Home Sweet Home
My apartment's not really ready, but I moved in anyway. I thought it was about time that I had my own space.
The funny thing is, I never imagined that I would have an apartment here. I always thought I would share a house with a bunch of other internationals. But there are no other internationals here. And I could probably afford a house, but why on earth would I want to live in a house alone? And for six months? And where on earth would I find furniture to fill a house?
Of course, I don't have any furniture for my apartment, either. I borrowed a mattress from a co-worker, which I have put on the floor, because I don't have a bedframe. I borrowed a table and two chairs from the office. I don't have a stove, but eventually I will borrow one from a co-worker. I was going to borrow a fridge, but sadly, that fell through. (So I have to buy one, I think. I'm not happy about this. They cost $300.)
I went to the market for the first time today. Kiosks beside kiosks beside kiosks, with wares spread out in front, behind the shopkeeper, and up high enough that a ladder was needed to retrieve some of them. In the middle of the market was a shaded area with tables where women sold fresh vegetables: roma tomatoes, "celery" (something that looks like parsley leaves), carrots, sweet potatoes, onions, leeks, "spinach" (texture of collard greens), avocadoes, pineapples, mangoes, tree tomatoes (I have decided that, after giving these about 20 tries, that I find them unpalatable), passionfruit, papayas, corn, and micro-garlic (they are about 1/4 the size of garlic cloves you find at the supermarket). Oh, and the ever-present bananas. The prices were pretty reasonable, I think: 4 roma tomatoes for 100 Frw (20 cents or so).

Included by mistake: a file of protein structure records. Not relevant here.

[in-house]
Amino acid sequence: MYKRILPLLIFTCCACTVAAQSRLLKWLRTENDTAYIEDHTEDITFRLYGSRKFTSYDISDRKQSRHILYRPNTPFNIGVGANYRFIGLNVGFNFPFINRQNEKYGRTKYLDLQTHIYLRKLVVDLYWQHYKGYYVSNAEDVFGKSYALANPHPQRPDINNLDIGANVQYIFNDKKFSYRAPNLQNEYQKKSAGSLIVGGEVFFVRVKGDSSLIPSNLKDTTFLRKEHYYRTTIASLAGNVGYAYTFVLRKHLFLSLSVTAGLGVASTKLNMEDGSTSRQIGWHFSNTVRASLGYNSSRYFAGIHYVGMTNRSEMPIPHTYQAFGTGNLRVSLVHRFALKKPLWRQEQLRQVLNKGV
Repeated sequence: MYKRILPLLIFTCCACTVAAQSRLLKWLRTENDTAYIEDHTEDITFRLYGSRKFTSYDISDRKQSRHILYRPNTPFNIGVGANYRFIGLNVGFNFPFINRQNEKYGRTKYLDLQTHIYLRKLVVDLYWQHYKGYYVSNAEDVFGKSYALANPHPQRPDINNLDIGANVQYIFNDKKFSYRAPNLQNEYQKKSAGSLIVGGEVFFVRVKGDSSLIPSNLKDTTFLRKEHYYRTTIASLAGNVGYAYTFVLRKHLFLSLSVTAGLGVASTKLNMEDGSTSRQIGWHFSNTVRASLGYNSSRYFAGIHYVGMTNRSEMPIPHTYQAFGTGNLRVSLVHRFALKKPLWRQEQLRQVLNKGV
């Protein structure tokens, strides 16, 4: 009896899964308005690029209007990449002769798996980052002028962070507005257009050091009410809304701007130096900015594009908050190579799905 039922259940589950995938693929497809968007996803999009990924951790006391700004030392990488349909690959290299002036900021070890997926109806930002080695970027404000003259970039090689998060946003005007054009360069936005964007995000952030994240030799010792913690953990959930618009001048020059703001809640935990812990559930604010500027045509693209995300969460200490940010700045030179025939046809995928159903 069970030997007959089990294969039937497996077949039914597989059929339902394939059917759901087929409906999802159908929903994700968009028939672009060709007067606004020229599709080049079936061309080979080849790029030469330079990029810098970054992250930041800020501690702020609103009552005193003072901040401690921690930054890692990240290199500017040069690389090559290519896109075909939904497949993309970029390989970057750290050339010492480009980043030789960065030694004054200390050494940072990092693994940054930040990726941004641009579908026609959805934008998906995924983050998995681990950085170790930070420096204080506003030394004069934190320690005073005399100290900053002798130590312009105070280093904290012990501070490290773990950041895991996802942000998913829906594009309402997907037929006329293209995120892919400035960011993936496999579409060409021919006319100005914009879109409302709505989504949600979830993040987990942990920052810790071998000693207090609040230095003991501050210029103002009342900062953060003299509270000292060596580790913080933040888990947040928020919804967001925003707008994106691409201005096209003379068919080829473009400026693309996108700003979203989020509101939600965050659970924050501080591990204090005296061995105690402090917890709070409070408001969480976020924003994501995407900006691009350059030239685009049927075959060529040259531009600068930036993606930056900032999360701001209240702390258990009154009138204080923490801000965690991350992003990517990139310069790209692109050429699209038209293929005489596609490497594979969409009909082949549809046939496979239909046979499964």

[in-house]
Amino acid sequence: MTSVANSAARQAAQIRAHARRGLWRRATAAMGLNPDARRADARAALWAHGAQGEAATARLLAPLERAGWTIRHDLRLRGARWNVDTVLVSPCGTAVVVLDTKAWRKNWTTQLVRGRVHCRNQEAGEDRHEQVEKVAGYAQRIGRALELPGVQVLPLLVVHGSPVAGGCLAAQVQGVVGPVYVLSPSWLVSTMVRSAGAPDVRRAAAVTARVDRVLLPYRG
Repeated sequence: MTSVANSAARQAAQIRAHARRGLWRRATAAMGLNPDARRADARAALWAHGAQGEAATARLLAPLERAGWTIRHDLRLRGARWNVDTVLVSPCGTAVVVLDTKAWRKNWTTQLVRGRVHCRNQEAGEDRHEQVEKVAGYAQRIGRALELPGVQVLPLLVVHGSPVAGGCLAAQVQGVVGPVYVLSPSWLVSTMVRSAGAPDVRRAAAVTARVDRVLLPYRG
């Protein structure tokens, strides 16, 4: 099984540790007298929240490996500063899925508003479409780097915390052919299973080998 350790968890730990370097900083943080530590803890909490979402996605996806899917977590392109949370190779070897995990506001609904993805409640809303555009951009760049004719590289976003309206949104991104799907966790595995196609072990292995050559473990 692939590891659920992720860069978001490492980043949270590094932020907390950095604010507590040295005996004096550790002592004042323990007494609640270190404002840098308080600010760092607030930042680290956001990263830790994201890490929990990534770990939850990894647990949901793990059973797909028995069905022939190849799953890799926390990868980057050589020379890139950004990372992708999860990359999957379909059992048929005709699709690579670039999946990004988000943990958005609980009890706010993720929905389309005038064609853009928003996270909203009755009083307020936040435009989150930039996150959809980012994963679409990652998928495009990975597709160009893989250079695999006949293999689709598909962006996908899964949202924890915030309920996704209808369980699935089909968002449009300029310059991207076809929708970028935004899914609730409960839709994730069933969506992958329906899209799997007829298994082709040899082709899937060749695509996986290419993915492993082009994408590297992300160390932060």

I bought 3 casseroles, an extremely cheap pan (made in China), a knife, soap, and a beautiful piece of traditional fabric that looks like it was designed by Roy Liechtenstein. I have draped it over my table.
So now I have food, but I have no way to cook it, and no way to store it. So I went back to the Kivu Sun to have dinner. Who knew that Saturday nights this place is jumping? Gisenyi's a deserted town during the week, but I always forget that it's a resort on weekends. There were so many muzungus that I was almost overwhelmed...where did they come from?? Germans and Brits and Americans, oh my! A Rwandan band was playing...the lead is the Rwandan equivalent of Craig David, and they actually had a couple of really good songs. (I got a special serenade of "Sous Le Vent" by Garou and Céline Dion, for Francophiles who know this song.) Then they started playing strange polkas. Hm.
I befriended the lead singer somehow. He just came over and asked if I lived here and said he wanted to get to know me better. It's odd, but it's normal for me. I have about 20 male Rwandan friends, and only one female one. And it's not for not trying--it just seems like Rwandan women my age distrust me, like I'm trying to steal their men. I'm not doing anything! I went to a women's college! I love having female friends!!
I have to admit that, whether I like it or not, most of these men friends probably want to get with me. But that leaves me with two choices--1) Have no friends and lead a lonely existence for six months, or 2) Have a lot of friends who probably want to get with me, and I get to know the culture. In light of the options, I'd rather go with the latter.
I am very excited to head back to my own apartment! I guess I'll have an avocado for breakfast, since an omelette isn't an option.